• angiogenesis;
  • PI3K;
  • PLCγ;
  • PtdIns-4,5-P2;
  • tube regression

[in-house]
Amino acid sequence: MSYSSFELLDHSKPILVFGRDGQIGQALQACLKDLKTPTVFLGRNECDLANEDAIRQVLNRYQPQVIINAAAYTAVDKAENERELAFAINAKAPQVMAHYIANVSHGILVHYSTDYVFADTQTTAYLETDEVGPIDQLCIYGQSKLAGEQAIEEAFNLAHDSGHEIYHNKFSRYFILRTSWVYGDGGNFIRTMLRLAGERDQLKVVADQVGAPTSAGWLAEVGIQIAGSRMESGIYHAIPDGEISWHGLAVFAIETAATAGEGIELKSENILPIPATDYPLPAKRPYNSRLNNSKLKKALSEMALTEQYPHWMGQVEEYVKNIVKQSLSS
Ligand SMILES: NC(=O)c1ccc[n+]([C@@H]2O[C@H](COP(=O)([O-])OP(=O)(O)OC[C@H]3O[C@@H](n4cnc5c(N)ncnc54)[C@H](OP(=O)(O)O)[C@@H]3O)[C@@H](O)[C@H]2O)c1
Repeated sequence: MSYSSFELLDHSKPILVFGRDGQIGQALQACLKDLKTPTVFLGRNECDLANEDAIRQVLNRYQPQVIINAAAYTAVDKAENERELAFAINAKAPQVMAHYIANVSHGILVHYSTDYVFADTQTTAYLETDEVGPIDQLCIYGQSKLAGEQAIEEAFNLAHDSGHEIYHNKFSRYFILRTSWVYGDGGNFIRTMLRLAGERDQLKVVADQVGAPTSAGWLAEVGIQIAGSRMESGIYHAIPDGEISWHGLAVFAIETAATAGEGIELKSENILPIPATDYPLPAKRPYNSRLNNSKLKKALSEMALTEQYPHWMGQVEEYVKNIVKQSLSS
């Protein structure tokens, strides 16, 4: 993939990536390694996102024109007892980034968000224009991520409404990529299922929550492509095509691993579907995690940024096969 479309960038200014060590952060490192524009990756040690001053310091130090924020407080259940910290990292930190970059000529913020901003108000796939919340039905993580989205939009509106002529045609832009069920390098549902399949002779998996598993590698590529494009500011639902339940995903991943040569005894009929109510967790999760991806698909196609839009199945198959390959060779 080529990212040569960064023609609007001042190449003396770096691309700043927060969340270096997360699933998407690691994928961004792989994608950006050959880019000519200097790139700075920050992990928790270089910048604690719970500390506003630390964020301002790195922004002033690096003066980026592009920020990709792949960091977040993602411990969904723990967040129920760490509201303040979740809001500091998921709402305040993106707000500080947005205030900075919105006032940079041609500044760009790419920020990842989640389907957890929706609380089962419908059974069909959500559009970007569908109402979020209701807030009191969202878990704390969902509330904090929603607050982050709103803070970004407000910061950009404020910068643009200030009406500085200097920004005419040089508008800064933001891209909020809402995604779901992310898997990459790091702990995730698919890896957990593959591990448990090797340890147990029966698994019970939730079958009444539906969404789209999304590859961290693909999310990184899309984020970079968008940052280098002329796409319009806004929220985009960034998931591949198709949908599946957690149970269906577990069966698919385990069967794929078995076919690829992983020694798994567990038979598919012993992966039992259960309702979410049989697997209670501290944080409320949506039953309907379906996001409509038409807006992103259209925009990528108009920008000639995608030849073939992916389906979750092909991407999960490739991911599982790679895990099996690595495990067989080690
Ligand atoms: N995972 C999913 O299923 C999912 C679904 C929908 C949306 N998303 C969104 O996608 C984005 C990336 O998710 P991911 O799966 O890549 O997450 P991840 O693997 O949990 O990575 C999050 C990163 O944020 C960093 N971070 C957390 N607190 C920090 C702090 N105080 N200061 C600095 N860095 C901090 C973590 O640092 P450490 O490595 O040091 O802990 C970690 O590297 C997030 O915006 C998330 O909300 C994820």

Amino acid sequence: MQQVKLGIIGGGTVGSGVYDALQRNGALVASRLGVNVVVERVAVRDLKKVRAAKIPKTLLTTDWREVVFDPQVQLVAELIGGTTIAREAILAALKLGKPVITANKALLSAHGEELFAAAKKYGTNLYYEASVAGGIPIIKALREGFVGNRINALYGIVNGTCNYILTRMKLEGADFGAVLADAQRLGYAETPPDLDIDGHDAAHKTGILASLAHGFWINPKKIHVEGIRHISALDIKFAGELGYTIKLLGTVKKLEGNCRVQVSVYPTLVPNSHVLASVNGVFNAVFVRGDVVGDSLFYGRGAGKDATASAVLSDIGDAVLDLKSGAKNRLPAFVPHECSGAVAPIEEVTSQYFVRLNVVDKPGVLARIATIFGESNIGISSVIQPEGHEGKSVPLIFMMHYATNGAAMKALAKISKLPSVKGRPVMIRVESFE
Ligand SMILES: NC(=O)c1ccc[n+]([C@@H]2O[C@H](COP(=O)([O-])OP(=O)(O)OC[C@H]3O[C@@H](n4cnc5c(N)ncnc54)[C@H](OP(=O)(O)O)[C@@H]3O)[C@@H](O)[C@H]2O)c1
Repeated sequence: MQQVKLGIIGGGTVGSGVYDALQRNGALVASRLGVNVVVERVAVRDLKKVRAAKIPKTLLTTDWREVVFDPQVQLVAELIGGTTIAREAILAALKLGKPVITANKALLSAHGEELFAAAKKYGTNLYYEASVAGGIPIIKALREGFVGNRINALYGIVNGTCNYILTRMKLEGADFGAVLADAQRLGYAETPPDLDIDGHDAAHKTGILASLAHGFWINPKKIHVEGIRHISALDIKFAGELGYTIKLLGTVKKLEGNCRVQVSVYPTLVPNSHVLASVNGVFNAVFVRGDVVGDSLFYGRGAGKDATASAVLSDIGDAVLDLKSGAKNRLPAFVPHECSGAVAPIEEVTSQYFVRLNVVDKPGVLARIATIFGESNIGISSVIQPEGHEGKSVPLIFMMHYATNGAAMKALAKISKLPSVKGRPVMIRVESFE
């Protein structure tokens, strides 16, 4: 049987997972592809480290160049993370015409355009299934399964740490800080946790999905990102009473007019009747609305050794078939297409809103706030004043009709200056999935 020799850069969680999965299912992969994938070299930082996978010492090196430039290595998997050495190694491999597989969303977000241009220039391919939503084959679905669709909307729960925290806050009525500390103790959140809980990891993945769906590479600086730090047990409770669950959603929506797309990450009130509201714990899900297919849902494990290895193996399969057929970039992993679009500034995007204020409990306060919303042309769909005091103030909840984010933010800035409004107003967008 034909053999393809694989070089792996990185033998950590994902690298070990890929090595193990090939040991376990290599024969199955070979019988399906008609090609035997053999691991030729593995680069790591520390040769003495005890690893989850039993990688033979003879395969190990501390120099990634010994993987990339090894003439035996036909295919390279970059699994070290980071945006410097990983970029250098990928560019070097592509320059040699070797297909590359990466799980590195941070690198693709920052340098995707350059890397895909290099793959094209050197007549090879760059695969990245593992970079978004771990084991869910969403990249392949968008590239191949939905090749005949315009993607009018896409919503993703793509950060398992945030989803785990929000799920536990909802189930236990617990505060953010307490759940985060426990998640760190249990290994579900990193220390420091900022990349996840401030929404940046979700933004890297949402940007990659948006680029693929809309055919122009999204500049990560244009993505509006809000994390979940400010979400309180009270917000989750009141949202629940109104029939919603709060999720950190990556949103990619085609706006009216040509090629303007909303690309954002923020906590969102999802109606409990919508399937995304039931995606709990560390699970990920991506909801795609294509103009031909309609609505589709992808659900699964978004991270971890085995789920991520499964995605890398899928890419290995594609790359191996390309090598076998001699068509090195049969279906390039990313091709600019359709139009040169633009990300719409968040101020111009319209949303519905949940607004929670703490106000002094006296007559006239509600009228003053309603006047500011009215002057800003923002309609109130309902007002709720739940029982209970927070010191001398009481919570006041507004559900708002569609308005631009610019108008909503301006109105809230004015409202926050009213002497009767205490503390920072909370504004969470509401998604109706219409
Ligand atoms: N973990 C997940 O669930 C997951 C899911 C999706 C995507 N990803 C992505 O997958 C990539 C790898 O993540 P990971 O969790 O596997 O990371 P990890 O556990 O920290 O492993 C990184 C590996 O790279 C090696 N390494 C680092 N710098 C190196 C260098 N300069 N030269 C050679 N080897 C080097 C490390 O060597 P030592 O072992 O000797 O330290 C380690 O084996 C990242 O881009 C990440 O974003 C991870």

Angiogenesis is a coordinated sequence of cellular responses that result in the outgrowth of new blood vessels. The angiogenic program is regulated by extracellular factors, whose input is integrated at least in part at the level of signal transduction pathways driven by phosphoinositide 3 kinase (PI3K) and phospholipase Cγ (PLCγ). Using an in vitro angiogenesis model, we discovered that PI3K was essential for tube formation, whereas PLCγ promoted regression. The underlying mechanism by which PLCγ antagonized tube formation appeared to be by competing with PI3K for their common substrate, phosphatidylinositol-4,5-bisphosphate. These studies are the first to identify signaling enzymes involved with vessel regression, and reveal that the angiogenic program can be coordinated by the availability of a membrane lipid.